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Badderbey History, Family Crest & Coats of Arms



The name Badderbey is of Anglo-Saxon origin and came from when the family lived the place named Battersby in the North Riding of Yorkshire. Battersby Township was in the parish of Ingleby Greenbow. The place-name is derived from an Old English word denoting Bothvarr's town. [1]CITATION[CLOSE]
Mills, A.D., Dictionary of English Place-Names. Oxford: Oxford University Press, 1991. Print. (ISBN 0-19-869156-4)


Early Origins of the Badderbey family


The surname Badderbey was first found in Yorkshire, at Battersby, a township, in the parish of Ingleby Greenhow, W. division of the liberty of Langbaurgh. “This was an ancient demesne of the crown, and according to the Domesday Survey was called Badresbi” [2]CITATION[CLOSE]
Lowe, Mark Anthony, Patronymica Britannica, A Dictionary of Family Names of the United Kingdom. London: John Russel Smith, 1860. Print.

Early History of the Badderbey family


This web page shows only a small excerpt of our Badderbey research.
Another 75 words (5 lines of text) covering the years 160 and 1605 are included under the topic Early Badderbey History in all our PDF Extended History products and printed products wherever possible.

Badderbey Spelling Variations


It is only in the last few hundred years that the English language has been standardized. For that reason, early Anglo-Saxon surnames like Badderbey are characterized by many spelling variations. As the English language changed and incorporated elements of other European languages, even literate people changed the spelling of their names. Scribes and monks in the Middle Ages spelled names they sounded, so it is common to find several variations that refer to a single person. The variations of the name Badderbey include: Battersby, Battersbee, Battersbie, Batterby, Batterbee and many more.

Early Notables of the Badderbey family (pre 1700)


More information is included under the topic Early Badderbey Notables in all our PDF Extended History products and printed products wherever possible.

Migration of the Badderbey family to Ireland


Some of the Badderbey family moved to Ireland, but this topic is not covered in this excerpt.
Another 59 words (4 lines of text) about their life in Ireland is included in all our PDF Extended History products and printed products wherever possible.

Migration of the Badderbey family to the New World and Oceana


Many English families tired of political and religious strife left Britain for the new colonies in North America. Although the trip itself offered no relief - conditions on the ships were extremely cramped, and many travelers arrived diseased, starving, and destitute - these immigrants believed the opportunities that awaited them were worth the risks. Once in the colonies, many of the families did indeed prosper and, in turn, made significant contributions to the culture and economies of the growing colonies. An inquiry into the early roots of North American families has revealed a number of immigrants bearing the name Badderbey or a variant listed above: Nicholas Battersby, who came to Maryland in 1668; George Battersby, who came to Antigua (Antego) in 1678; Christopher Battersby, who came to Barbados in 1679.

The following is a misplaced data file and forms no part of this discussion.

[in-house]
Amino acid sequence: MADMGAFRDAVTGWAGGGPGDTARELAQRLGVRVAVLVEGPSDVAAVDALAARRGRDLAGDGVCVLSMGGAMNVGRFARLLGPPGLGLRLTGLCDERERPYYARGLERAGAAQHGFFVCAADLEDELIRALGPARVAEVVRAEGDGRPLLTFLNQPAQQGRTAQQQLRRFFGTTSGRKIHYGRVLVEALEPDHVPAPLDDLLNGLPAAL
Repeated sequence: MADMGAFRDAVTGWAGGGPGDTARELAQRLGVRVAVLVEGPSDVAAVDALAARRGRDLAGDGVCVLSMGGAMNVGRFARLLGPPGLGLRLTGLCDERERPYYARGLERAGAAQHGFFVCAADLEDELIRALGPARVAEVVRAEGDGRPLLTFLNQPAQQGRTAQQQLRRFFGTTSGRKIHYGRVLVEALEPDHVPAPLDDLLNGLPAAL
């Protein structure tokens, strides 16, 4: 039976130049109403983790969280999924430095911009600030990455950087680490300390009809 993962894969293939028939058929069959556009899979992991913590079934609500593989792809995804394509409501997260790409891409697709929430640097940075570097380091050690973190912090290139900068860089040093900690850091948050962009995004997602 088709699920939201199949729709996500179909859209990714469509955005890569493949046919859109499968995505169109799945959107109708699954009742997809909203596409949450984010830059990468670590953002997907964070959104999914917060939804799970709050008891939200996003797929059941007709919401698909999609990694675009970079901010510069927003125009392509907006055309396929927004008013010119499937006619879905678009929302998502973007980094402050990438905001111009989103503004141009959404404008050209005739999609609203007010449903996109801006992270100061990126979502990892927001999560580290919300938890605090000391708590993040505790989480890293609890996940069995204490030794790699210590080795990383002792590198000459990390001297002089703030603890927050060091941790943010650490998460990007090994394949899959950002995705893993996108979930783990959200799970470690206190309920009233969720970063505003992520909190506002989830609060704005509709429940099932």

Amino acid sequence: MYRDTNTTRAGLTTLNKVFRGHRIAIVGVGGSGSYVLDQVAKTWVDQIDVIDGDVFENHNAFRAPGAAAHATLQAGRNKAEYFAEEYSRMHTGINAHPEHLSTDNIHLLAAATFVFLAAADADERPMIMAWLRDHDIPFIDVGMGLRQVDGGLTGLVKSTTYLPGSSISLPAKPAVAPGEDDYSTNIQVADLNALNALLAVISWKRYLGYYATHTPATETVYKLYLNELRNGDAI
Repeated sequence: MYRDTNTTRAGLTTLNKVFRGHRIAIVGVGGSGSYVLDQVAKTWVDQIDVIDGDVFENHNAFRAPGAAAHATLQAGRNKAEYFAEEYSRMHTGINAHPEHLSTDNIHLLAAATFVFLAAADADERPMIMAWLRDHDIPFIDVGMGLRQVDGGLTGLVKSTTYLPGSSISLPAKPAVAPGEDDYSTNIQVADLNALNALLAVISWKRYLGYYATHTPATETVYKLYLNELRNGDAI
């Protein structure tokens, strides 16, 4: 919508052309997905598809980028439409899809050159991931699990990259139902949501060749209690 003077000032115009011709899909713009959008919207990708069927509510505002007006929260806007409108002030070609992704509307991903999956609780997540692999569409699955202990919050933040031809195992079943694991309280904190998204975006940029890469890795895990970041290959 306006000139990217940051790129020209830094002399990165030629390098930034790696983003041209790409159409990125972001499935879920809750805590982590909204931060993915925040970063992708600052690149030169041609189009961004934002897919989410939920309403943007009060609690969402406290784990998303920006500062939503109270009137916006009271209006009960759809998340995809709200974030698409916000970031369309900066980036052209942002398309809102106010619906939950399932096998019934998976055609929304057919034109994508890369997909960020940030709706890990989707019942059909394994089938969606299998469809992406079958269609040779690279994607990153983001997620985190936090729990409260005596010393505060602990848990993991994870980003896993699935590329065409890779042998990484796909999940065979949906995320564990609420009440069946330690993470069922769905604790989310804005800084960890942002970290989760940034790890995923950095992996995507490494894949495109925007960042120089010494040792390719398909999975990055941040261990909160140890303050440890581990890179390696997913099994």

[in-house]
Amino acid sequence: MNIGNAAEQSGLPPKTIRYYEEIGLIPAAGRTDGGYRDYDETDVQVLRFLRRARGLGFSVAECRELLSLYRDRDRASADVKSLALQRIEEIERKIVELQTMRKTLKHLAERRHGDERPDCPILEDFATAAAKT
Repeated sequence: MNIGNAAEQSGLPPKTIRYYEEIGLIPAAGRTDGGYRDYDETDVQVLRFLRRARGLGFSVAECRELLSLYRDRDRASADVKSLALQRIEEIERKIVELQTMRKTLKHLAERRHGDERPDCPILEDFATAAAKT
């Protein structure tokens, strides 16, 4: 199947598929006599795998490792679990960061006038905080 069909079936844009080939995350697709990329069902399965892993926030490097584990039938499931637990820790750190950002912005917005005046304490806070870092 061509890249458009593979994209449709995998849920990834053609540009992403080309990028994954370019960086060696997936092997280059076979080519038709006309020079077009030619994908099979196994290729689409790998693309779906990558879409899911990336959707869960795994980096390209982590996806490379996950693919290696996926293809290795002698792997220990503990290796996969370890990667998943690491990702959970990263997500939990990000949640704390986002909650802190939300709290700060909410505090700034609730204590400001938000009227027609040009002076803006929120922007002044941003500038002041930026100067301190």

The Badderbey Motto


The motto was originally a war cry or slogan. Mottoes first began to be shown with arms in the 14th and 15th centuries, but were not in general use until the 17th century. Thus the oldest coats of arms generally do not include a motto. Mottoes seldom form part of the grant of arms: Under most heraldic authorities, a motto is an optional component of the coat of arms, and can be added to or changed at will; many families have chosen not to display a motto.

Motto: Ante Honorem Est Humilitas
Motto Translation: Before honor is humility.


Badderbey Family Crest Products



See Also



Citations


  1. ^ Mills, A.D., Dictionary of English Place-Names. Oxford: Oxford University Press, 1991. Print. (ISBN 0-19-869156-4)
  2. ^ Lowe, Mark Anthony, Patronymica Britannica, A Dictionary of Family Names of the United Kingdom. London: John Russel Smith, 1860. Print.

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